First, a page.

Wolfgang Pauli

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Wolfgang Ernst Pauli (April 25, 1900 – December 15, 1958) was an Austrian theoretical physicist and one of the pioneers of quantum physics. In 1945, after being nominated by Albert Einstein, he received the Nobel Prize in Physics for his "decisive contribution through his discovery of a new law of Nature, the exclusion principle or Pauli principle," involving spin theory, underpinning the structure of matter and the whole of chemistry.



Early years

Pauli was born in Vienna to a chemist Wolfgang Joseph Pauli ( Wolf Pascheles, 1869–1955) and his wife Berta Camilla Schütz. His middle name was given in honor of his godfather, physicist Ernst Mach. Pauli's paternal grandparents were from prominent Jewish families of Prague; his great-grandfather was the Czech-Jewish publisher Wolf Pascheles.[1] His father converted from Judaism to Roman Catholicism shortly before his marriage in 1899. Bertha Schütz was raised in her mother's Roman Catholic religion; her father was Jewish writer Friedrich Schütz. Pauli was raised as a Roman Catholic, although eventually he and his parents left the Church.[2]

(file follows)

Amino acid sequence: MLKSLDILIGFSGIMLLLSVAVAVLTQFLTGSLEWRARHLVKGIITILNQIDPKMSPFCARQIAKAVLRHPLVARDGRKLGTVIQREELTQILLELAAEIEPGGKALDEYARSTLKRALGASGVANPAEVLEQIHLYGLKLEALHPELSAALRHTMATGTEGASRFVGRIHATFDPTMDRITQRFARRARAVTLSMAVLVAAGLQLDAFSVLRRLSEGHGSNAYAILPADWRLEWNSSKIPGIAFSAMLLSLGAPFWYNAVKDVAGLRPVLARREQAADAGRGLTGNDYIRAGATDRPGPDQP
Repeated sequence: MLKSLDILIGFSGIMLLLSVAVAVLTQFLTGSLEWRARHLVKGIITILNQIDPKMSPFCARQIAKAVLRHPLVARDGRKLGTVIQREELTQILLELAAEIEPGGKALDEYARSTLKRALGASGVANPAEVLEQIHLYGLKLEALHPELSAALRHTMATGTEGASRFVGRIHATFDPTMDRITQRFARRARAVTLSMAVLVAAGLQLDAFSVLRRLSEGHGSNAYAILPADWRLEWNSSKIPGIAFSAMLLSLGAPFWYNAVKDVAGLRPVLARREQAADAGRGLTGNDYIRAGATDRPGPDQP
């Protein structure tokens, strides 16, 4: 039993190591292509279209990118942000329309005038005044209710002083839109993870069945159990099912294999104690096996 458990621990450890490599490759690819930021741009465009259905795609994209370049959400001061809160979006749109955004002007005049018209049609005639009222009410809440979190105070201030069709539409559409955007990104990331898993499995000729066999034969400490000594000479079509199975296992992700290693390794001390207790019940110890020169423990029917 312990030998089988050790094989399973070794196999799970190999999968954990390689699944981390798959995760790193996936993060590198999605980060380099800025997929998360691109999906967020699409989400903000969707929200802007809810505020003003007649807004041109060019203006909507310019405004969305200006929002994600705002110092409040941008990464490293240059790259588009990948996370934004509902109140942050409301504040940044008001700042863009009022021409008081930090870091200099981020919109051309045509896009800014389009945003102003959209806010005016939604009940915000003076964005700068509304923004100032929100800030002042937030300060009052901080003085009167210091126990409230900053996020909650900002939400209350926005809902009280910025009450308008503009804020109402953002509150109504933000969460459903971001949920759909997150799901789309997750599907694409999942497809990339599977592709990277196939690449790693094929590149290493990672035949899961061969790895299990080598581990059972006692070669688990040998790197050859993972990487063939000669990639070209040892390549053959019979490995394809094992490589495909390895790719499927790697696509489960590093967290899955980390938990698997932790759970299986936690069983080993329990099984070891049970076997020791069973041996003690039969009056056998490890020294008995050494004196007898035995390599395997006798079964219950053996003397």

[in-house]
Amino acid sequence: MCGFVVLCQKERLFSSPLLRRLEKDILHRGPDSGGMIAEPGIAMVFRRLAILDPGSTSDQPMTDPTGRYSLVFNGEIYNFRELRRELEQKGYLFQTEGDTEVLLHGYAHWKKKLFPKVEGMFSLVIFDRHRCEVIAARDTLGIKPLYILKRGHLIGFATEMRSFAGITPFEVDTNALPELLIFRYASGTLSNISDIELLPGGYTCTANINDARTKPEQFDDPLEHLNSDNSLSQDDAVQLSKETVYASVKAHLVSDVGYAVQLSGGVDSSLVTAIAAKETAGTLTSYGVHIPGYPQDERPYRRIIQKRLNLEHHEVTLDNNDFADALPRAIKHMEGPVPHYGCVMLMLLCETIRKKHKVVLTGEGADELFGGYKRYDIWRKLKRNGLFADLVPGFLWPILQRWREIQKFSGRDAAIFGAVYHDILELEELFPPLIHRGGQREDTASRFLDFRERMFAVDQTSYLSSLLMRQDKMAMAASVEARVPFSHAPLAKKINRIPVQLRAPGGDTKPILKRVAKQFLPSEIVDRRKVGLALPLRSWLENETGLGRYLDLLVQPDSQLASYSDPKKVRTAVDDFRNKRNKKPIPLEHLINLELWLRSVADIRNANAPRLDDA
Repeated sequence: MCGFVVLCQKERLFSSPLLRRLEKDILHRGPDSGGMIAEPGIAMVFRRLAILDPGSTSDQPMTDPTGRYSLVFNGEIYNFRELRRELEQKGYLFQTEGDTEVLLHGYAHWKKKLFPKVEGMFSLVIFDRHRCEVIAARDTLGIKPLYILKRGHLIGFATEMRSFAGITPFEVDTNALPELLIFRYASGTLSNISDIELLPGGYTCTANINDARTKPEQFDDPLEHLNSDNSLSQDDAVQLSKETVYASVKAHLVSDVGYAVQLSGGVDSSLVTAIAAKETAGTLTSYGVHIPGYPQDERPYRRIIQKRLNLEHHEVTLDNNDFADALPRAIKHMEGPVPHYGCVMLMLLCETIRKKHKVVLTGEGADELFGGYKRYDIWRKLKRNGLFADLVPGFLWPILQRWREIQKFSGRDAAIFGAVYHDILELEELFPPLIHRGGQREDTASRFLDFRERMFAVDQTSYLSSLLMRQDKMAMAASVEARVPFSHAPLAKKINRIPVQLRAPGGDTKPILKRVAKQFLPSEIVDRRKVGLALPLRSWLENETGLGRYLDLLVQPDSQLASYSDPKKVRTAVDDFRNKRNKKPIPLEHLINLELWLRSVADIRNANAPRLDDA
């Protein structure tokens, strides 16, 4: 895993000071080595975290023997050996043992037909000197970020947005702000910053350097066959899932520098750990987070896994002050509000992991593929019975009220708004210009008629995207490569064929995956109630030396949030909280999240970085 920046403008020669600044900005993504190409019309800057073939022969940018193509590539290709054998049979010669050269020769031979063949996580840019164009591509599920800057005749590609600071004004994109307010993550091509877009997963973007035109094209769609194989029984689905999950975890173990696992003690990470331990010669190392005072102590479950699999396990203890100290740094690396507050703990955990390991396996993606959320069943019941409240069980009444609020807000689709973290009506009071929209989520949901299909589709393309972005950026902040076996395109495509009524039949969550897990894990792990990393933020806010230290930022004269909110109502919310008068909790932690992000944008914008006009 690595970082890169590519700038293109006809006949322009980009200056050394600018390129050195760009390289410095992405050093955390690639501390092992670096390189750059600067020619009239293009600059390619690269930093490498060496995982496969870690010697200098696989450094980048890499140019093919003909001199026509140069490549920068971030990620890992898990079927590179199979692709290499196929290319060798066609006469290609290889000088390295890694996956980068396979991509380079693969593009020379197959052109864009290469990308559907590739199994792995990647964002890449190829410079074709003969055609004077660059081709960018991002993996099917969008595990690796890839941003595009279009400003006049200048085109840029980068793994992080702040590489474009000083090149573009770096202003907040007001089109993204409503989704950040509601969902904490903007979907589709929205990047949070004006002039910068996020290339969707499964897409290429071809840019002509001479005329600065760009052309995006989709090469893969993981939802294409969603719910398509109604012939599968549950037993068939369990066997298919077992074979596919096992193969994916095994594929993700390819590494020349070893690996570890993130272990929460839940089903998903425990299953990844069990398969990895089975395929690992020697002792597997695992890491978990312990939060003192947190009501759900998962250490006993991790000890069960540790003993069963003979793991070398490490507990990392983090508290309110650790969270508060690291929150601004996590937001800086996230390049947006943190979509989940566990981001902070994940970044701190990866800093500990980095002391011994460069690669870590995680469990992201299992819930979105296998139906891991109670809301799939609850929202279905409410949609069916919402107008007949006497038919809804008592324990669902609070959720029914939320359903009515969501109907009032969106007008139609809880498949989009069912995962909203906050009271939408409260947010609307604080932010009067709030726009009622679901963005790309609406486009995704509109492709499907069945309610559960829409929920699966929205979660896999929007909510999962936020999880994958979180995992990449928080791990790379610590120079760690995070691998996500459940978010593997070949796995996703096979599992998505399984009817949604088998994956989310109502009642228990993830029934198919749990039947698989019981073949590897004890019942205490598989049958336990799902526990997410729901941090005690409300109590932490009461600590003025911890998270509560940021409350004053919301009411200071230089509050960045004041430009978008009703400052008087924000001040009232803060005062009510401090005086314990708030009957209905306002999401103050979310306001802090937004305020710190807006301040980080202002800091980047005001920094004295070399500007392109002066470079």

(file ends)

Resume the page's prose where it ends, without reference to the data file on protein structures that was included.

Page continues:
Pauli attended the Döblinger-Gymnasium in Vienna, graduating with distinction in 1918. Only two months after graduation, the young prodigy published his first paper, on Albert Einstein's theory of general relativity. He attended the Ludwig-Maximilians University in Munich, working under Arnold Sommerfeld, where he received his PhD in July 1921 for his thesis on the quantum theory of ionized molecular hydrogen.

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